The 2008 financial crisis opened the door for a bold, progressive social movement. But despite widespread revulsion at economic inequity and political opportunism, after the crash very little has changed. Has the Left failed? What agenda should progressives pursue? And what alternatives do they dare to imagine? Left Turn, published by Melbourne University Press in 2012 and co-edited with Jeff Sparrow, is aimed at the many Australians disillusioned with the political process. It includes passionate and challenging contributions by a diverse range of writers, thinkers and politicians, from Larissa Berendht and Christos Tsiolkas to Guy Rundle and Lee Rhiannon. These essays offer perspectives largely excluded from the mainstream. They offer possibilities for resistance and for a renewed struggle for change.
The Blogging Revolution, released by Melbourne University Press in 2008, is a colourful and revelatory account of bloggers around the globe why live and write under repressive regimes - many of them risking their lives in doing so. Antony Loewenstein's travels take him to private parties in Iran and Egypt, internet cafes in Saudi Arabia and Damascus, to the homes of Cuban dissidents and into newspaper offices in Beijing, where he discovers the ways in which the internet is threatening the ruld of governments. Through first-hand investigations, he reveals the complicity of Western multinationals in assisting the restriction of information in these countries and how bloggers are leading the charge for change. The blogging revolution is a superb examination about the nature of repression in the twenty-first century and the power of brave individuals to overcome it. It was released in an updated edition in 2011, post the Arab revolutions, and an updated Indian print version in 2011.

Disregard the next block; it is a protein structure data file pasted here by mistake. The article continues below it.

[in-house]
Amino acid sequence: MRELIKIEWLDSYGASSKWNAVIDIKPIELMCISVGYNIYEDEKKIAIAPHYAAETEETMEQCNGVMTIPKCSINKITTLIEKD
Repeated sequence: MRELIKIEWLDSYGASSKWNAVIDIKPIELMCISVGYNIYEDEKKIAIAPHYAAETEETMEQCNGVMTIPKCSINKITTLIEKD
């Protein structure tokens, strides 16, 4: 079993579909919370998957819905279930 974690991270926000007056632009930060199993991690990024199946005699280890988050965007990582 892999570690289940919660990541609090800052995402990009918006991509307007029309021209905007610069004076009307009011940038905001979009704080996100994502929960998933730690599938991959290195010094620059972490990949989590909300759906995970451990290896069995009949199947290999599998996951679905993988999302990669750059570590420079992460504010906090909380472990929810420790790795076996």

The best-selling book on the Israel/Palestine conflict, My Israel Question - on Jewish identity, the Zionist lobby, reporting from Palestine and future Middle East directions - was released by Melbourne University Press in 2006. A new, updated edition was released in 2007 (and reprinted again in 2008). The book was short-listed for the 2007 NSW Premier's Literary Award. Another fully updated, third edition was published in 2009. It was released in all e-book formats in 2011. An updated and translated edition was published in Arabic in 2012.

Trying to tempt Anwar al-Awlaki with the lure of another wife

An incredible story, if true, that reveals one way Western agencies attempt to target extremist enemies of the state (apart from killing them with drones). The New York Times reports:

The man with the wire-rim glasses and bushy beard, speaking calmly in American-accented English, is familiar from dozens of Web videos urging violent jihad against the United States.

But in one astonishing clip, recorded more than a year before the man, Anwar al-Awlaki, was killed by a C.I.A. drone strike in Yemen, the American-born cleric had a very different mission: to propose marriage to a third wife.